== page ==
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Choreography for saving lives

MEDEVAC: A seamless mechanism

Text: Eszter Bányász | Photo: First Lieutenant Barna Koncsek |  15:01 March 18, 2024

In 2024, as the lead nation providing the commander of EUFOR, Hungary stood up a team for the Medical Evacuation (MEDEVAC) capability of the mission. We talked with Lieutenant Colonel Attila Dajka, Commander, EUFOR Althea Aviation Detachment and Lieutenant (MD) Dr. Levente Forgács, a doctor of the detachment about the details of pre-deployment training for the mission and the circumstances of service abroad.

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What does the MEDECAC capability consist of?

Attila Dajka: To be precise, the term “Medical Evacuation” designates the capability of land medical evacuation, and what we’re tasked with in EUFOR is its aerial portion, Aeromedical evacuation (AIREVAC). The Aviation Detachment of the mission comprises the helicopter crew – including the pilot and the winch operator, that is, the one responsible for onboard systems –, the aircraft maintenance personnel as well as doctors (flight surgeons) and the paramedics helping them.

Dr. Levente Forgács: During the aeromedical evacuation of EUFOR troops, our duty is to stabilize the soldiers’ condition and provide them with first aid treatment. Depending on the circumstances, we carry it out by landing or winching. Based on international usage, we introduced the term “paramedic” in Hungary, as this concept is used widely around Europe and in the USA. Within the HDF, paramedics are sort of “aide-de-camps” with the primary duty of helping the doctors’ work and servicing them. However, because we’re talking about very well-trained personnel, most colleagues on the mission abroad can themselves deal with emergency cases.

What is the composition of the AIREVAC team? Am I right in supposing that they’re rotation as well?

A. D.: The international designation of our helicopter team is EUFOR Aviation Detachment(AvDet), which consists of two medical teams continuously working in shifts, each consisting of a flight surgeon (doctor) and a paramedic. The air force personnel of the team includes the aircrew, the aircraft maintenance technicians, as well as an administrator. Indeed, we are planning to serve the one-year mission in several rotations, and we won’t be present here simultaneously, because the aircrews and the aviation technicians always rotate out every three months, while the medical team may rotate even on a monthly basis, which depends on the domestic tasks to a large extent as well.

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What kind of aircraft do you use to perform your tasks?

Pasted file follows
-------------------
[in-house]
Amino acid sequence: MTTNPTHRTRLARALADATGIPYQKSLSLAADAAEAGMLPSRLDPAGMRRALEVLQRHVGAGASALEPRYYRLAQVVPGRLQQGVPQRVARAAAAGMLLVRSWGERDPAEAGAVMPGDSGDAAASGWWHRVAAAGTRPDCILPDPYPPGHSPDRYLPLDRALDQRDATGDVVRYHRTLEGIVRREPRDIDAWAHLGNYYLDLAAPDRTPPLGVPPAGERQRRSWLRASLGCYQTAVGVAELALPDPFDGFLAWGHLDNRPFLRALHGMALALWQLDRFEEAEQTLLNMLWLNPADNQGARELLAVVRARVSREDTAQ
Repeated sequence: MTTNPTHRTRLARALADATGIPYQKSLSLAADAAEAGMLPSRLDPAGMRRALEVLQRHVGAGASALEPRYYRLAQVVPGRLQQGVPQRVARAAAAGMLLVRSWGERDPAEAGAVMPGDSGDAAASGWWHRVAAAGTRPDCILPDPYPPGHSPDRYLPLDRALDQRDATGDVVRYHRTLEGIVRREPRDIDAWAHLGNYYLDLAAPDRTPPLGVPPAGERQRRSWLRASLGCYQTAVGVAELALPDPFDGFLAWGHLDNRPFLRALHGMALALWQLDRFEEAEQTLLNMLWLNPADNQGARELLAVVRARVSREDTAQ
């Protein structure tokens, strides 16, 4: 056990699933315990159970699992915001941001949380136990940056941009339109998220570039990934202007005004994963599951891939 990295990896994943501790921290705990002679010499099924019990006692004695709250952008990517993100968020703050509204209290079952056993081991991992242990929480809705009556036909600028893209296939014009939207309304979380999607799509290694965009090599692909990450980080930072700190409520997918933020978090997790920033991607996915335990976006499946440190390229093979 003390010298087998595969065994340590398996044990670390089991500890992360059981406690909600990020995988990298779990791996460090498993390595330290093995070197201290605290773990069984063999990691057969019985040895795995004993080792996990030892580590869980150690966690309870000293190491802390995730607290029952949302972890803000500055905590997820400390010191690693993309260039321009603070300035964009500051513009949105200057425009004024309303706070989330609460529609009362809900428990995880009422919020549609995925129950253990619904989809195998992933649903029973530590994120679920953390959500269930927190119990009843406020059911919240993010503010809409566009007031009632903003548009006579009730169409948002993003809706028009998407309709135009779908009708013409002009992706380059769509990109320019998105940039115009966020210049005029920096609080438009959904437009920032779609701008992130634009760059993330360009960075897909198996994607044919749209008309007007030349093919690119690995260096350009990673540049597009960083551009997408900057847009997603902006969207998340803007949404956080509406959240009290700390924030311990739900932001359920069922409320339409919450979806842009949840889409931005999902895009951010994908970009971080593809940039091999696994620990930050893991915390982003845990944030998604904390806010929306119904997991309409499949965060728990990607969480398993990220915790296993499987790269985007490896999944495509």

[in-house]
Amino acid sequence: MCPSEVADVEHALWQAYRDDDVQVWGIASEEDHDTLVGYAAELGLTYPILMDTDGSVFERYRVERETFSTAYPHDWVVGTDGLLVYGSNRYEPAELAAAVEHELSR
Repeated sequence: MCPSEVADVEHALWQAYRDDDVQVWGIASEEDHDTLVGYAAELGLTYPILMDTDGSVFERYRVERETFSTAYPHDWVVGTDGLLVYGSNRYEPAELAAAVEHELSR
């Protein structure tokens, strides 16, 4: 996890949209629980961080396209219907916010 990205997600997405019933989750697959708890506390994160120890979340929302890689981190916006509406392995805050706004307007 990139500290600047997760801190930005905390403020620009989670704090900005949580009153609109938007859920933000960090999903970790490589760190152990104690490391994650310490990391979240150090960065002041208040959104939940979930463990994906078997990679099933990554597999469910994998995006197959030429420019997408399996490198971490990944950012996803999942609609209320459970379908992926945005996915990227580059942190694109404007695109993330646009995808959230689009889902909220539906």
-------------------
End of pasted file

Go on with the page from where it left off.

A.D.: Basically, we use H145M helicopters specifically equipped for this task. Among others, they contain the medical equipment prepared by the doctors, stretchers, as well as a winch mechanism, which enables us to treat and evacuate casualties without landing if necessary. Let me add that the Hungarian Air Force is participating in EUFOR Operation Althea with three aircraft, two H145M and a Mi-17 helicopter. Of course, in a Mass Casualty (MASCAL) event, we’d be able to deploy all three aircraft with other doctors serving in the camp on board, but the other two helicopters are basically prepared only to fly transport missions.

L. F.: Here’s where the paramedics’ preparedness has significance again, since in a similar situation, despite the small size of our team, we could split up to treat several casualties simultaneously.

How does civilian aeromedical evacuation differ from its military counterpart?

L. F.: The civilians’ helicopter is smaller, as they use the H135 type, and don’t have any winches. The treatment itself, however, is based on the same rules, so they were involved in our preparation and gave us help with it.

A.D.: Another significant difference is that they don’t work by night, while we’re also ready to scramble by night, and accordingly have all the equipment – for example, night vision capability – needed for performing the given task.

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What were the most important stages in your preparation?

A.D.: Let me note here that we’ve always had MEDEVAC and AIREVAC capabilities, since we needed them earlier, for example, during blasts carried out on firing ranges and other dangerous activities performed by EOD technicians. However, we started to gain experience for this mission on EUFOR’s own Exercise Quick Response 2022, which was conducted with the explicit objective of preparing us for the challenges of our one-year tour of duty here. From that point on, the pre-deployment training was continuously going on in Hungary and abroad, as we also had mountain training exercises in Croatia, and also participated in Exercise Quick Response 2023. Nearing the date of departure for the mission, the medical personnel more than once visited us at the Szolnok helicopter base so that we can practice winching as well, because it had not been needed during earlier exercises.

Was there anything that posed an especially great challenge?

A.D.: To achieve cohesion and become a close-knit team, since we know how to fly, the medical personnel know how to treat the injured and save lives, but the most difficult task was to connect these two fields and establish common procedures so that we can understand each other very well, even when communicating without words, with the use of signals. However, the fact that some of the military doctors abroad also work in the field of civilian aeromedical evacuation in Hungary is a huge advantage.